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What is Cancer?

Cancer, regardless of the species in which it occurs, is the uncontrolled growth of abnormal cells. Cancer cells develop because of damage to DNA. Dogs can inherit damaged DNA, which accounts for some hereditary cancers. More often, though, a dog's DNA becomes damaged by exposure to something in the environment, such as tobacco smoke, pesticides or other carcinogens.

Not all tumors are cancerous. Benign (noncancerous) tumors do not spread to other parts of the body and, with very rare exceptions, are not life threatening. Malignant tumors can spread (metastasize) to other parts of the body, where they begin to grow and replace normal tissue. Regardless of where a cancer may spread, however, it is usually named for the place it began.

Cancer is the leading cause of death in dogs over the age of 2 years, and risk increases with age. Some breeds are also more susceptible to certain cancers. Feeding your dog a healthy diet, providing regular exercise and avoiding known carcinogens will help reduce the cancer risk. Spaying or neutering your dog may also reduce the risk for developing certain cancers. If cancer is diagnosed, your veterinarian will discuss the best treatment options for your dog. Treatment success depends on the type and extent of the cancer, as well as the aggressiveness of therapy. Many cancers can be cured, and all patients can be helped to some degree with a proactive plan to provide supportive therapy and pain management.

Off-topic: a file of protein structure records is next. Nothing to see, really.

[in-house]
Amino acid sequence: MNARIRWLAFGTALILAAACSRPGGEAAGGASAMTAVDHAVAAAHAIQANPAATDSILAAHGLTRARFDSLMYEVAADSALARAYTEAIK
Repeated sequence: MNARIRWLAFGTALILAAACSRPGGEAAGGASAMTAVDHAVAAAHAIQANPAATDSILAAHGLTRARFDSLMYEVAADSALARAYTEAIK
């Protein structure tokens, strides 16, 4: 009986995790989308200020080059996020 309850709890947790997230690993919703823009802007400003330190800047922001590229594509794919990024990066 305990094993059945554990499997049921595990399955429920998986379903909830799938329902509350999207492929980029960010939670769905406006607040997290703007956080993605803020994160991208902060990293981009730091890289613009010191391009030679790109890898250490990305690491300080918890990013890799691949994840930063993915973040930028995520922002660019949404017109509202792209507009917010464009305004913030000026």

Types of Cancer and Information about Symptoms, Diagnosis and Treatment

Mast Cell
Squamous Cell Carcinoma

Morris Animal Foundation urges pet owners not to implement any suggestions on animal health treatments without prior consultation with their licensed veterinarian. If your pet is experiencing health issues, contact your licensed veterinarian. The Foundation funds research to enhance medical options available to veterinary professionals and their patients.